Tag Archives: oolong

How Much Tea?

With all of these posts about my tea making process, I realized that I hadn’t ever said much about the amount of tea that I’m using. Time and Temperature are very important factors when making tea, as well as the tools you are using. But the amount of leaf in your pot can have just as much of an effect on the finished product and the steps you take to get there.

My general guideline for a 150-200ml pot or gaiwan is about 4g of leaf. Ah, but what if you don’t have a scale? In fact, I almost never use a scale myself, so not to worry, with some experience you can make a pretty good guess.

The first rule of thumb is to just cover the bottom of your brewing vessel with a layer of leaves until barely any of the surface is showing. This is almost always an accurate measure for a gaiwan (of any size!). Secondly, you need to think about the tea leaves themselves. This is the part that trips up even the seasoned tea devotee.

Why the difficulty with this measure? Because different teas are dried differently. A full leaf white tea takes up about 5 times the volume of a rolled oolong. And a small chunk of Puer can weigh as much as a whole package of black tea. A finely cut Japanese green tea can weigh twice as much as a green Chinese leaf.

To help with this conundrum, I’ve taken photos of different teas, each measured to 4g for comparison.

Tai Ping Hou Kui, a "Fluffy" Green

Tai Ping Hou Kui, a “Fluffy” Green

The key to getting the right amount of leaf is just considering the density of a tea before you brew it. These are the density categories I use: Fluffy, Fine, Twisted, Rolled, and Dense.


Bai Mu Dan, a "Fluffy" White

Bai Mu Dan, a “Fluffy” White

Full leaf white tea, many full leaf Chinese greens (except Liu’An Guapian), some Chinese (generally Yunnan golden needle) black tea, a few oolongs (Bai Hao).

Use more leaves than you think.


Ping Shui Ri Zhu, a "Fine" Green

Ping Shui Ri Zhu, a “Fine” Green

Japanese greens, any broken tea (a damaged full leaf tea or tea bag tea no matter how high quality the bag supposedly is).

The trick here is to use more leaves than you think but brew them very gently. Use cooler water around 70c or lower and keep infusion times very short (5 seconds to 1 minute).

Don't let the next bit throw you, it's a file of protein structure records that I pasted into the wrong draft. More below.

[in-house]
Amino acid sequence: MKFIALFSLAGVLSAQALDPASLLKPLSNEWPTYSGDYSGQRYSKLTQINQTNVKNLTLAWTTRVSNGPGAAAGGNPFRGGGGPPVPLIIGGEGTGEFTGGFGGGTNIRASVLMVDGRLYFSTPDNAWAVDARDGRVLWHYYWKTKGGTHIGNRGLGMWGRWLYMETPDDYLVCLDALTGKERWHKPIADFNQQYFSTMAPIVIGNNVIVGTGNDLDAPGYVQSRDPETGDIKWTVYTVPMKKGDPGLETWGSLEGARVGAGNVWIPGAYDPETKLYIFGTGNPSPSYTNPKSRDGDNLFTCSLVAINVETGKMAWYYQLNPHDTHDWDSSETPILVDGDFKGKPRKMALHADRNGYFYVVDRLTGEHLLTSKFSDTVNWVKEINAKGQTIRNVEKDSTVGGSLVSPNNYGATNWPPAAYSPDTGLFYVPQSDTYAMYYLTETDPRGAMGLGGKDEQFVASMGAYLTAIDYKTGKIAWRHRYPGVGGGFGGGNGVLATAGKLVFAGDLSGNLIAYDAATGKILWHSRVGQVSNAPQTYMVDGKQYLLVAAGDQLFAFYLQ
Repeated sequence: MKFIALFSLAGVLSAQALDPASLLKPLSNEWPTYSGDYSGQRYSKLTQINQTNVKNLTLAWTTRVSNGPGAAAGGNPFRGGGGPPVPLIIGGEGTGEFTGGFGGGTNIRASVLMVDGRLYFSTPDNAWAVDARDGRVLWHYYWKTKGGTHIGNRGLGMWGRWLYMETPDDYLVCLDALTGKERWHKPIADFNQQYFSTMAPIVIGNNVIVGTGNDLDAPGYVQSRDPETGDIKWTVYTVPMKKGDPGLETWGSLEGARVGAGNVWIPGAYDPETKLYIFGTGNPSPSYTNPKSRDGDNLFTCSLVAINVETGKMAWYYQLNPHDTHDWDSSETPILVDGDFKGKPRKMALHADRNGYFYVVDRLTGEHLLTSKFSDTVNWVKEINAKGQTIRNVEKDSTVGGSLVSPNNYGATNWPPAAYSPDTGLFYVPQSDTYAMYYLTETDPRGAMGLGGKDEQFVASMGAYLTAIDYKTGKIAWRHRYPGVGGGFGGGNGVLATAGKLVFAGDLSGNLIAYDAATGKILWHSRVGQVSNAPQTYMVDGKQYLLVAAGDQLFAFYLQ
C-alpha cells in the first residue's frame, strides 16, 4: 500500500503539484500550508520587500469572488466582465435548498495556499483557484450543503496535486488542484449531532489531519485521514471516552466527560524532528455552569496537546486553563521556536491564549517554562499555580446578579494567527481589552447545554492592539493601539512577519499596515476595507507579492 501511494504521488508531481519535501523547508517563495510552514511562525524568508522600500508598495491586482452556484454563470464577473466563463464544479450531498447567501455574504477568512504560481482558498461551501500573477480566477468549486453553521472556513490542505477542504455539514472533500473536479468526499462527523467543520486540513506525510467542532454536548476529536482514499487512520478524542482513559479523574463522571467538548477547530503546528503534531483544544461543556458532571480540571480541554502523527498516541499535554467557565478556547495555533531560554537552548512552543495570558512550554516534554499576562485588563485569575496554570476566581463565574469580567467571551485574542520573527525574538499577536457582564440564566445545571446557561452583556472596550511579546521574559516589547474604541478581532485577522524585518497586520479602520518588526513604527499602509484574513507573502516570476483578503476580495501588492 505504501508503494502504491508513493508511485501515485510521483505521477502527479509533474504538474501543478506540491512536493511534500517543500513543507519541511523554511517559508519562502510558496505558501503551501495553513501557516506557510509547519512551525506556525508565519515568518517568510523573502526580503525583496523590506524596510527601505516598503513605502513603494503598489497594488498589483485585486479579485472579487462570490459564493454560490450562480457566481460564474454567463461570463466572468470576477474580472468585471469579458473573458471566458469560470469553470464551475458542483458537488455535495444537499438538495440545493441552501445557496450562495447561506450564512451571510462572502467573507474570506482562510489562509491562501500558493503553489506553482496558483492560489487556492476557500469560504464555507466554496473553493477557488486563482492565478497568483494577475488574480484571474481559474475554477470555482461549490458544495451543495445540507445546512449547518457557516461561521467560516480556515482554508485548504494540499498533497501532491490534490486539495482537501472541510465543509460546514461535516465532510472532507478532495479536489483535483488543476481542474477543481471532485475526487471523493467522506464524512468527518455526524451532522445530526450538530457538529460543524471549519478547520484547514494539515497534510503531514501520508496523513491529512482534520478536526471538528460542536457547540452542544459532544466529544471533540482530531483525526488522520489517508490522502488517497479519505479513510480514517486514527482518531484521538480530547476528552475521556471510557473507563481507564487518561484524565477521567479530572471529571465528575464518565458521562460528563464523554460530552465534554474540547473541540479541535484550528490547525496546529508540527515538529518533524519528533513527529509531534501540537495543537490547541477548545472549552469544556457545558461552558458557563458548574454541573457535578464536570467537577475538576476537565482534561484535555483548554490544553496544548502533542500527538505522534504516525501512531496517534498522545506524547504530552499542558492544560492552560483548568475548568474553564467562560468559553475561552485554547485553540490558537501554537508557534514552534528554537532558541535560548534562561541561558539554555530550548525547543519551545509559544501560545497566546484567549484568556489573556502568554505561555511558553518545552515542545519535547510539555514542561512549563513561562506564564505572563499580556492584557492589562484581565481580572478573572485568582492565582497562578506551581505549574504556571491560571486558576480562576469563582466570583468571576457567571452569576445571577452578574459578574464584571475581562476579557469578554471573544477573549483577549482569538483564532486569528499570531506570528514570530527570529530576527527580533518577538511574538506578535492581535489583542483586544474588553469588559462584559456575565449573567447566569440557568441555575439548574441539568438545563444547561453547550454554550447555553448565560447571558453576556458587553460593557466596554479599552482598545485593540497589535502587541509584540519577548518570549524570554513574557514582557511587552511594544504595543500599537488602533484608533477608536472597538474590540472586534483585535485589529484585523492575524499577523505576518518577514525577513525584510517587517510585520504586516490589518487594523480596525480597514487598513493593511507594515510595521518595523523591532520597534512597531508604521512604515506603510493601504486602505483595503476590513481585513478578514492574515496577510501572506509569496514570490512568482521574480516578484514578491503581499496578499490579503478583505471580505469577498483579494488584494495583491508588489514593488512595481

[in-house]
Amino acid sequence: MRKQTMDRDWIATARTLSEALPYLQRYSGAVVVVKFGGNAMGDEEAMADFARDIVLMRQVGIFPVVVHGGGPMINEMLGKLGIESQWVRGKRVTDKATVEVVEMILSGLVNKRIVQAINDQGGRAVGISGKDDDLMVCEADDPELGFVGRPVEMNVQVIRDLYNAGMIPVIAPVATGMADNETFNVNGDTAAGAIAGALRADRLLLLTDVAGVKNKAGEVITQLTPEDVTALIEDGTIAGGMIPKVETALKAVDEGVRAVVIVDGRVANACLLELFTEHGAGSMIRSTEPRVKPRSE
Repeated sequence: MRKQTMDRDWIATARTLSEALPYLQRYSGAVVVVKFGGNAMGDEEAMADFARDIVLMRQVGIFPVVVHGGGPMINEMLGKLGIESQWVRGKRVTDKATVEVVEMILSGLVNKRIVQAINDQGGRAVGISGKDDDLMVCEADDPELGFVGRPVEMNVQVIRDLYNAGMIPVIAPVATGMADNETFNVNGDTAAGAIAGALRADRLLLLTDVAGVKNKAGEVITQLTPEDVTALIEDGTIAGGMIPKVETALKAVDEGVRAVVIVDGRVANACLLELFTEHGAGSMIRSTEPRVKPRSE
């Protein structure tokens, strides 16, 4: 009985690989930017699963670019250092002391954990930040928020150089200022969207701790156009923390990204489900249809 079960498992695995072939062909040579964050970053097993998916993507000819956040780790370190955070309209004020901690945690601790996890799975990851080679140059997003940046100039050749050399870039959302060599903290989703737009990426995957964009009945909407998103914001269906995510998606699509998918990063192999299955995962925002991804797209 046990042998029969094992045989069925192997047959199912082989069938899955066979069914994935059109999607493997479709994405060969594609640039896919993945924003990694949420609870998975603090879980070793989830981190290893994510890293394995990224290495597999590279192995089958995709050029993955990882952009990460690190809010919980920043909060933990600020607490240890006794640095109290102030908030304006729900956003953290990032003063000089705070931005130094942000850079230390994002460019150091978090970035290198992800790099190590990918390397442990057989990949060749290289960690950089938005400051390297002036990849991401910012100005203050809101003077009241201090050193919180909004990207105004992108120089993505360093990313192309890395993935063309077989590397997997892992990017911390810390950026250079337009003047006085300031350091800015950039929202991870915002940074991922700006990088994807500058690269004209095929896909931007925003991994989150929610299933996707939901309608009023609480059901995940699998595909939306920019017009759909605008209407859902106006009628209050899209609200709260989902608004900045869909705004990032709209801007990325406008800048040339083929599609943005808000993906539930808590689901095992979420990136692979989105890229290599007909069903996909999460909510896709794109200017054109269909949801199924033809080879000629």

Bao Zhong, a Twisted Oolong.

Bao Zhong, a Twisted Oolong.

A few Chinese greens (notably Liu’An Guapian), many Oolongs from southern China and Taiwan (not rolled into balls), some full leaf twisted black tea (notably no. 18, Sun Moon Lake, Qi Men, Dian Hong, Darjeeling first flush). I also put loose Puer in this category.

A medium amount of leaf, just covering the bottom of your infusing vessel.


Ali Shan Jin Xuan, a Rolled Oolong.

Ali Shan Jin Xuan, a Rolled Oolong.

Most Taiwan oolong (except Bai Hao and Bao Zhong), a few Chinese greens that are rolled into balls (except Zhucha/gunpowder).

A small amount of leaf, not quite covering the bottom of your infusing vessel. These teas tend to expand a lot (I’m always surprised how huge they get) and if the leaves become so packed that the tea cannot move around, the flavors will be blunt, strong, and boring.


Lao Shu Bing Cha, a Dense Sheng Puer

Lao Shu Bing Cha, a Dense Sheng Puer

Brick Puer, gunpowder green (Zhucha).

While it’s certainly possible to use a small volume of leaf for these teas and steep for 2-3 minutes, I prefer to use a medium amount and do very fast infusions (5 seconds to 1 minute).


As you might be able to tell from my notes, the more leaves (by weight), the faster and stronger the tea will infuse. Using lots of leaves just means that you may need to decrease the infusion time (or the temperature) to keep the tea from becoming overly strong. If you steep a tea for 10 seconds and it’s unpleasantly bitter (something that happens to me all the time), then you really just have too many leaves in the pot. Similarly, if steeping a tea for 3 minutes gives you no flavor at all, you may want to add some more leaf.

As with any “rules” surrounding tea brewing, keep in mind that these are just suggestions based on my experience. Your taste may vary considerably and so it’s vital that you experiment to find the time, temperature, and quantity that fits you best.

2011 Shan Lin Xi from Wu Siou Nature Farm

It’s been a while, so I decided to try another tea from my stash of old oolongs. This time, I opened a pack of rolled Shan Lin Xi (aka: Shan Lin She, Sanlinxi, or any number of other things, but really 杉林溪烏龍). It’s getting difficult to remember which high mountain oolongs I got from where, but this one is likely a spring harvest of 2011 which I bought from a tea factory we visited on the side of Shan Lin Xi.


Honestly, I hadn’t heard of the mountain until I was there. I’m certain that I’d encountered its green rolled leaves before, but the mountain’s name is not nearly as well known as its nearby cousin in Nantou county, Dong Ding. As such, I think many exporters have labeled Shan Lin Xi as “Dong Ding”, the prestigious “Ali Shan”, or even the ubiquitous “High Mountain Oolong”, which technically refers to any oolong grown over 1000 meters up.